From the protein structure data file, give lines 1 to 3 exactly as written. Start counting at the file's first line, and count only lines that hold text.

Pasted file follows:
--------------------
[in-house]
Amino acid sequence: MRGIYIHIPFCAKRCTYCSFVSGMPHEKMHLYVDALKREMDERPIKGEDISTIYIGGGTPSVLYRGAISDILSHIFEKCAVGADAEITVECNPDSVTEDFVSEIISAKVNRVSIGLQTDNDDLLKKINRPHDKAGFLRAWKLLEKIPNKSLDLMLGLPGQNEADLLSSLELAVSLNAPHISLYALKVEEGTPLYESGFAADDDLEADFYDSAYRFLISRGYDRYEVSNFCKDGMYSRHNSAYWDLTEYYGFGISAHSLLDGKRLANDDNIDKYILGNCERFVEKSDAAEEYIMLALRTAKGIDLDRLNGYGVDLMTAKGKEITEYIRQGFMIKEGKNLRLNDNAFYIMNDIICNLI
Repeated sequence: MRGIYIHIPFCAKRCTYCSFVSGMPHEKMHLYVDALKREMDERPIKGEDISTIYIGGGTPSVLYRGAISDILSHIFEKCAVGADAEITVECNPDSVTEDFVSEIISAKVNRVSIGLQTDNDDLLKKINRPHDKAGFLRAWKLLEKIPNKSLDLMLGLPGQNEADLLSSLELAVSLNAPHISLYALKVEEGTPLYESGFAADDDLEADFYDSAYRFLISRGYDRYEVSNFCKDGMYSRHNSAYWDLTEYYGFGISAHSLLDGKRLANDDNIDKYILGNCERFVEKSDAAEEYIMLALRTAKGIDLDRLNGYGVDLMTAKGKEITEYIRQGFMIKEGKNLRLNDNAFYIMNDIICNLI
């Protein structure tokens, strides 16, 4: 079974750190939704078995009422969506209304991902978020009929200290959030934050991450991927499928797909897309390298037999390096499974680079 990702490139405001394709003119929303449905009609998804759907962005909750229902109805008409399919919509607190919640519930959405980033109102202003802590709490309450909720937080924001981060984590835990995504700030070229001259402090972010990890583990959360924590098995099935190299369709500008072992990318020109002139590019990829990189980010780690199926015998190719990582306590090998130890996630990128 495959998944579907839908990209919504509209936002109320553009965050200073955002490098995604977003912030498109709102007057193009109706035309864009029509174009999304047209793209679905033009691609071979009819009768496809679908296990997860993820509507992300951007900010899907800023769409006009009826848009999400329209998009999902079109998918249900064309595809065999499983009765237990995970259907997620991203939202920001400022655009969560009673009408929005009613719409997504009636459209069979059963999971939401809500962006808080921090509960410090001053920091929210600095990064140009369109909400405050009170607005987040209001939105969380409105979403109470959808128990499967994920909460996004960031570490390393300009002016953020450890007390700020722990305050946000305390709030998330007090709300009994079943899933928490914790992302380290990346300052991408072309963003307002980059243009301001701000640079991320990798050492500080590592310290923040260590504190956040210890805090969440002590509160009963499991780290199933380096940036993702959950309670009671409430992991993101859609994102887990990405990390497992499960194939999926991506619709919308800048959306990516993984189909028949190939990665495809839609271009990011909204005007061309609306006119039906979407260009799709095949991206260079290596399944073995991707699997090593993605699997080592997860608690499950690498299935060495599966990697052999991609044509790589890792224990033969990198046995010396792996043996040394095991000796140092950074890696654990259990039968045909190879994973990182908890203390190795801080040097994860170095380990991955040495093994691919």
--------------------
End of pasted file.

[in-house]
Amino acid sequence: MRGIYIHIPFCAKRCTYCSFVSGMPHEKMHLYVDALKREMDERPIKGEDISTIYIGGGTPSVLYRGAISDILSHIFEKCAVGADAEITVECNPDSVTEDFVSEIISAKVNRVSIGLQTDNDDLLKKINRPHDKAGFLRAWKLLEKIPNKSLDLMLGLPGQNEADLLSSLELAVSLNAPHISLYALKVEEGTPLYESGFAADDDLEADFYDSAYRFLISRGYDRYEVSNFCKDGMYSRHNSAYWDLTEYYGFGISAHSLLDGKRLANDDNIDKYILGNCERFVEKSDAAEEYIMLALRTAKGIDLDRLNGYGVDLMTAKGKEITEYIRQGFMIKEGKNLRLNDNAFYIMNDIICNLI
Repeated sequence: MRGIYIHIPFCAKRCTYCSFVSGMPHEKMHLYVDALKREMDERPIKGEDISTIYIGGGTPSVLYRGAISDILSHIFEKCAVGADAEITVECNPDSVTEDFVSEIISAKVNRVSIGLQTDNDDLLKKINRPHDKAGFLRAWKLLEKIPNKSLDLMLGLPGQNEADLLSSLELAVSLNAPHISLYALKVEEGTPLYESGFAADDDLEADFYDSAYRFLISRGYDRYEVSNFCKDGMYSRHNSAYWDLTEYYGFGISAHSLLDGKRLANDDNIDKYILGNCERFVEKSDAAEEYIMLALRTAKGIDLDRLNGYGVDLMTAKGKEITEYIRQGFMIKEGKNLRLNDNAFYIMNDIICNLI